Ohio Governor Mike DeWine announced Thursday that the stay-at-home order will be extended until May 1.
“The action we’re taking today is action that I know will save lives,” said DeWine. “We look forward to the day we can be back open and enjoy our lives and go see our friends and families again.”
There will be some changes in the new order that starts Monday.
It requires retail businesses to establish the number of people who should be in the business at one time. “We’re not telling them the number because businesses are all different. But businesses must determine their number and post it,” said DeWine.
The state will also appoint a board to evaluate and render guidance in situations where two local health departments have come to a different conclusion on what is or is not essential business.
People who have been out of state are asked to self-quarantine. This does not apply to those who work out of state, such as area residents who work in southeast Michigan.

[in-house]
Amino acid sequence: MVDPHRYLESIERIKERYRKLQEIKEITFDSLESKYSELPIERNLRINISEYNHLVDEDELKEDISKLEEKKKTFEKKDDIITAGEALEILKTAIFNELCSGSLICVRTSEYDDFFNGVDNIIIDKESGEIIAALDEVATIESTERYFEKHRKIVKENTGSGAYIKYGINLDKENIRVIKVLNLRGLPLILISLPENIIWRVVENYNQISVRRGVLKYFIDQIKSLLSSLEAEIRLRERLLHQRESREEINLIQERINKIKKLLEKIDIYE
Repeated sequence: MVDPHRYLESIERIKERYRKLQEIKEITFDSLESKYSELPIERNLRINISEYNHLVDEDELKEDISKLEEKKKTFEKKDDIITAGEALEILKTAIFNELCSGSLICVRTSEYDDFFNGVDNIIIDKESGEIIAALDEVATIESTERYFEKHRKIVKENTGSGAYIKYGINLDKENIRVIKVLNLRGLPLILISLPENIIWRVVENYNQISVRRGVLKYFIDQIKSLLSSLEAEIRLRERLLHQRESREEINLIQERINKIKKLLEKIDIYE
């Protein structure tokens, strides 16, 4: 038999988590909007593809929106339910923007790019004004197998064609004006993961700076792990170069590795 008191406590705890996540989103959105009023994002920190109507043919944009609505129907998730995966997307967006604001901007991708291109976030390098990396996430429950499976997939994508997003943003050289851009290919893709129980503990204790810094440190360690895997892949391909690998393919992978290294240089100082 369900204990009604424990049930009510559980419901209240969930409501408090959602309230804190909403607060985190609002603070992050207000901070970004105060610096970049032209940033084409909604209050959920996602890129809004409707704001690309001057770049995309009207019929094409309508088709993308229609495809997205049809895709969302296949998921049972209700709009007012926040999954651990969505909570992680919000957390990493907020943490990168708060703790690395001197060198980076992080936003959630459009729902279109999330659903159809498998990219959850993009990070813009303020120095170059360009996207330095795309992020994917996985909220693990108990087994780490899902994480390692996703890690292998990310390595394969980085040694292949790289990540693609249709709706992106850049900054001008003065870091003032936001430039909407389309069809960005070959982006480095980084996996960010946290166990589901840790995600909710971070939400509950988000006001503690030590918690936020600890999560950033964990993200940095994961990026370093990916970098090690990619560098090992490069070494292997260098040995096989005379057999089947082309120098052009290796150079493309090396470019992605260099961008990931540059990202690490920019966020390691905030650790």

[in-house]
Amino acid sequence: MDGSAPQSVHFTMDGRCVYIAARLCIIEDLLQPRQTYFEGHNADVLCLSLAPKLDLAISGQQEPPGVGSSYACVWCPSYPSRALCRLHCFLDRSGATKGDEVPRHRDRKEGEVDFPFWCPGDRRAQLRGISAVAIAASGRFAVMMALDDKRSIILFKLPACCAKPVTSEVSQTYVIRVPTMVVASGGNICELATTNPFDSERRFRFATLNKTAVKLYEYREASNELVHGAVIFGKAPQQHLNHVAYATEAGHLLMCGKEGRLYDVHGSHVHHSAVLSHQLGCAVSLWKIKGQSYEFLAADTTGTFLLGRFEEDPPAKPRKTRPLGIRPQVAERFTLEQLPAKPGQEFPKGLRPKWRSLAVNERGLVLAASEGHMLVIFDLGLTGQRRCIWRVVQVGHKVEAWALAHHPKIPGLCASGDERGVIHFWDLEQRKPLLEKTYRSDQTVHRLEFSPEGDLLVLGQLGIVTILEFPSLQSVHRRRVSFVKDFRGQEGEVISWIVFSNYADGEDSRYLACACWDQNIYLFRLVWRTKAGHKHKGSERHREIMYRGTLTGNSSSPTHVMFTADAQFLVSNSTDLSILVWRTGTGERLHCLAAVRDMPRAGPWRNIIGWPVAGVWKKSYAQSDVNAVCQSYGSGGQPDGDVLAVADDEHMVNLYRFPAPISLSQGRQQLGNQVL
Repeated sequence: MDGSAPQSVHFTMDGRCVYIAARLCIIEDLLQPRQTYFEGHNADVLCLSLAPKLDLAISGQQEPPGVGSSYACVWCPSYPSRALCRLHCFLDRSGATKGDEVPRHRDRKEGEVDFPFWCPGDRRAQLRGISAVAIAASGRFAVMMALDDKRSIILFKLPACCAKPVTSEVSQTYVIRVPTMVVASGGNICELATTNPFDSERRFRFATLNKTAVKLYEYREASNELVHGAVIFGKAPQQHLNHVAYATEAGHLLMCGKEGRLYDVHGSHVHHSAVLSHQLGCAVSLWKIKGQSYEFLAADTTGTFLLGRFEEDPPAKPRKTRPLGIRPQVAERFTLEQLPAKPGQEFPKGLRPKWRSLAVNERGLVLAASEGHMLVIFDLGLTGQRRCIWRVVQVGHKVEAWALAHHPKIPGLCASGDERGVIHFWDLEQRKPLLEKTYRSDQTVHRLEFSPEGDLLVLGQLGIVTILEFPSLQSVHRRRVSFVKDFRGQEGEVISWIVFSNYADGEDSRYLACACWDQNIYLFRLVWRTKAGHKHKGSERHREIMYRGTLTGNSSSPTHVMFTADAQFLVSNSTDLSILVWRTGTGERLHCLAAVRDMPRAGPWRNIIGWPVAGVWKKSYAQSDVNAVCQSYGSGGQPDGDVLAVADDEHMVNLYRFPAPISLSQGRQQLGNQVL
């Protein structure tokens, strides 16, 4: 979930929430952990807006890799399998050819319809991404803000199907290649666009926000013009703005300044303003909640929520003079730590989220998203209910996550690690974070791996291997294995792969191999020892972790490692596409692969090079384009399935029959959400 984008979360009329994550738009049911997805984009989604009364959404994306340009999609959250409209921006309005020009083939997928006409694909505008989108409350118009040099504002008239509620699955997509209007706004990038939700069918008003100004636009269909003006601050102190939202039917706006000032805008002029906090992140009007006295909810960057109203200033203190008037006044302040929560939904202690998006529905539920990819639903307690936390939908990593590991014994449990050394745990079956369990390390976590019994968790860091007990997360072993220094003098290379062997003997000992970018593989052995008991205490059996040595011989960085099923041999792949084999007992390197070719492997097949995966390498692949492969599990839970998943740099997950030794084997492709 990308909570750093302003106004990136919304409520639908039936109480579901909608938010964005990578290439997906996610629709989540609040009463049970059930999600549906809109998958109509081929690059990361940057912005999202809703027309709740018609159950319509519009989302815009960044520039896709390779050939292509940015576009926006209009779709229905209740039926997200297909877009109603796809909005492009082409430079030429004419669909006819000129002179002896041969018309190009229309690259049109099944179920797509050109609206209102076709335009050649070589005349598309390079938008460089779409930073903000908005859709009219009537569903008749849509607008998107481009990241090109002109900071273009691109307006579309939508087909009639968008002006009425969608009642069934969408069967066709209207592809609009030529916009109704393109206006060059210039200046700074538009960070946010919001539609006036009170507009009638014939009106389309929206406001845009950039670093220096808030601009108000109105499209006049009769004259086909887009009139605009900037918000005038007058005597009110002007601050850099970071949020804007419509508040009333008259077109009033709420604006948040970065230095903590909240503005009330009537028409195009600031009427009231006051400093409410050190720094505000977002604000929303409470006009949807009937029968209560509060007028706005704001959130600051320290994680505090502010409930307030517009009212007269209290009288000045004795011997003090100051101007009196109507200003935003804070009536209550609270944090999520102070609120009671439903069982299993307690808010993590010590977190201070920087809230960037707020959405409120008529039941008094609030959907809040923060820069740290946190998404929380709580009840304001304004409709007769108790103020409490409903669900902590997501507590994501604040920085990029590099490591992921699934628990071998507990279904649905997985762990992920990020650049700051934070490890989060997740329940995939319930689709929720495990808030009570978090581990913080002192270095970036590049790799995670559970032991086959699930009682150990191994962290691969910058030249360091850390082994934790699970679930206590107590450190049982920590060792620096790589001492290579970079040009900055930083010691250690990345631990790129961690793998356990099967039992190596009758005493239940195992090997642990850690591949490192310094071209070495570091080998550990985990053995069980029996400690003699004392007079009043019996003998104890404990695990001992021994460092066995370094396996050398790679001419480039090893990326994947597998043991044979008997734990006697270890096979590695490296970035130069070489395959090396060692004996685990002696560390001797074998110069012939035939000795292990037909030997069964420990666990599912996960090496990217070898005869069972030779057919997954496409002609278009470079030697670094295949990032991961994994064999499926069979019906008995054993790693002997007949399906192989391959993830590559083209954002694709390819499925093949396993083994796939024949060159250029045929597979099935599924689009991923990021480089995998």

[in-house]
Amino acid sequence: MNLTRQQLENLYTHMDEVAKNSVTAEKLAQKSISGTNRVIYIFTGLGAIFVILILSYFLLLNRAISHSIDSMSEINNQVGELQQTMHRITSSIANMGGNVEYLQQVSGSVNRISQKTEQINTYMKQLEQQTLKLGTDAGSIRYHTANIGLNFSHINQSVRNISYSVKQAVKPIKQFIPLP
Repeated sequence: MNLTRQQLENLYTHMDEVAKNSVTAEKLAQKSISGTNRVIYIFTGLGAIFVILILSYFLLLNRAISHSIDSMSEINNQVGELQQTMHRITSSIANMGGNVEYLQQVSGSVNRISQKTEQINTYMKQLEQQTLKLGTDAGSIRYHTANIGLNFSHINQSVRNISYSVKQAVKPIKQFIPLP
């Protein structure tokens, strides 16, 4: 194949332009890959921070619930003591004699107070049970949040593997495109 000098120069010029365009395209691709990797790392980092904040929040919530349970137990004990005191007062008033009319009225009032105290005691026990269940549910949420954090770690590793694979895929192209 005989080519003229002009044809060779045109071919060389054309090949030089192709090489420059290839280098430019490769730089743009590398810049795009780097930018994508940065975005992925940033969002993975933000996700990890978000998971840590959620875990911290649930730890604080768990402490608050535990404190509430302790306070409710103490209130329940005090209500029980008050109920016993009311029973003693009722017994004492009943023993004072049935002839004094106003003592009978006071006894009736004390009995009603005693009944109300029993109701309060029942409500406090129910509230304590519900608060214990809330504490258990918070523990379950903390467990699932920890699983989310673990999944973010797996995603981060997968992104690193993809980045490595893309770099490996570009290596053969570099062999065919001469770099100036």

Massive increases in unemployment claims were discussed by Lieutenant Governor Jon Husted.
He said for the week ending March 28, the Ohio Department of Job and Family Services reported 272,117 initial jobless claims to the U.S. Department of Labor, which set a record for the second straight week. The number of initial jobless claims filed in Ohio over the last two weeks stands at 468,414, which is more than the 364,603 initial jobless claims filed during the entire year in 2019.
He said for the week ending March 28, the Ohio Department of Job and Family Services reported 272,117 initial jobless claims to the U.S. Dept. of Labor, which set a record for the second straight week.
In response, the state created a new website listing current open jobs in Ohio: http://Coronavirus.Ohio.gov/JobSearch. Employers can post jobs to the site.
“If you’re in a position to work, please do. They need you,” said Husted.
As of Sunday’s update there were 4,043 confirmed cases in Ohio, with 119 confirmed fatalities, according to the Ohio Department of Health. The state reported 1,104 total hospital admissions and 346 intensive care admissions.
“I want to talk directly to all Ohioans. Thank you for all you’ve been doing. The sacrifices you’ve been making,” DeWine said. “This isn’t easy. We fully understand that. But we have to stay in this.”